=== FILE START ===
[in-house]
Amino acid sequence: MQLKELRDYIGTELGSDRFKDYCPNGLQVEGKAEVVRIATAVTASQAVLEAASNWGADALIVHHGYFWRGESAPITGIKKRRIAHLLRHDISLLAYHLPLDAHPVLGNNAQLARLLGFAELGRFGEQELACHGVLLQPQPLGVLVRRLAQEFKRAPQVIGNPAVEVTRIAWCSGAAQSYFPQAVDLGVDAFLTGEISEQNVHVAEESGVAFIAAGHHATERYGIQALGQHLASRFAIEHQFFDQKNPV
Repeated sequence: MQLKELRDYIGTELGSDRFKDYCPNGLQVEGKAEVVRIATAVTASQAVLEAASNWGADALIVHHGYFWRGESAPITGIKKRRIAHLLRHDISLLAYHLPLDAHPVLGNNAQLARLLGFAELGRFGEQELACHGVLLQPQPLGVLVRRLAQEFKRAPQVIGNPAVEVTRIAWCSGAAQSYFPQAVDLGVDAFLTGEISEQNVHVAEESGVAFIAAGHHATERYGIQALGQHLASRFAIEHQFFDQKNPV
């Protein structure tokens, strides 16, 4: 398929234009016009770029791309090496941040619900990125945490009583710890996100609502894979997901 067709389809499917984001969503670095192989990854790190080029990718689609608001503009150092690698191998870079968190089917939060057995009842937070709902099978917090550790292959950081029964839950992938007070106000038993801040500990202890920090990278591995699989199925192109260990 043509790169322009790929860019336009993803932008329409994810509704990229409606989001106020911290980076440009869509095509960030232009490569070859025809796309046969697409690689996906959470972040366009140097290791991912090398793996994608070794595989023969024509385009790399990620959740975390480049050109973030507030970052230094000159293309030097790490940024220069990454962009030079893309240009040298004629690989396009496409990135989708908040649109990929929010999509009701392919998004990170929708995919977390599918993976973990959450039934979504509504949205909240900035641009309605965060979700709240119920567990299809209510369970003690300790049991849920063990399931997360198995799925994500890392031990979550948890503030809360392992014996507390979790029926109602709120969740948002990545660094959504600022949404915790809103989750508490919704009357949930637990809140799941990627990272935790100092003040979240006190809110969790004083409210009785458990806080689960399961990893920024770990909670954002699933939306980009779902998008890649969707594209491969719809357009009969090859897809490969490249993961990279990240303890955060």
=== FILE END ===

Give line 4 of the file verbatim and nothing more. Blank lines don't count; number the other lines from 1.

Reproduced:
């Protein structure tokens, strides 16, 4: 398929234009016009770029791309090496941040619900990125945490009583710890996100609502894979997901 067709389809499917984001969503670095192989990854790190080029990718689609608001503009150092690698191998870079968190089917939060057995009842937070709902099978917090550790292959950081029964839950992938007070106000038993801040500990202890920090990278591995699989199925192109260990 043509790169322009790929860019336009993803932008329409994810509704990229409606989001106020911290980076440009869509095509960030232009490569070859025809796309046969697409690689996906959470972040366009140097290791991912090398793996994608070794595989023969024509385009790399990620959740975390480049050109973030507030970052230094000159293309030097790490940024220069990454962009030079893309240009040298004629690989396009496409990135989708908040649109990929929010999509009701392919998004990170929708995919977390599918993976973990959450039934979504509504949205909240900035641009309605965060979700709240119920567990299809209510369970003690300790049991849920063990399931997360198995799925994500890392031990979550948890503030809360392992014996507390979790029926109602709120969740948002990545660094959504600022949404915790809103989750508490919704009357949930637990809140799941990627990272935790100092003040979240006190809110969790004083409210009785458990806080689960399961990893920024770990909670954002699933939306980009779902998008890649969707594209491969719809357009009969090859897809490969490249993961990279990240303890955060």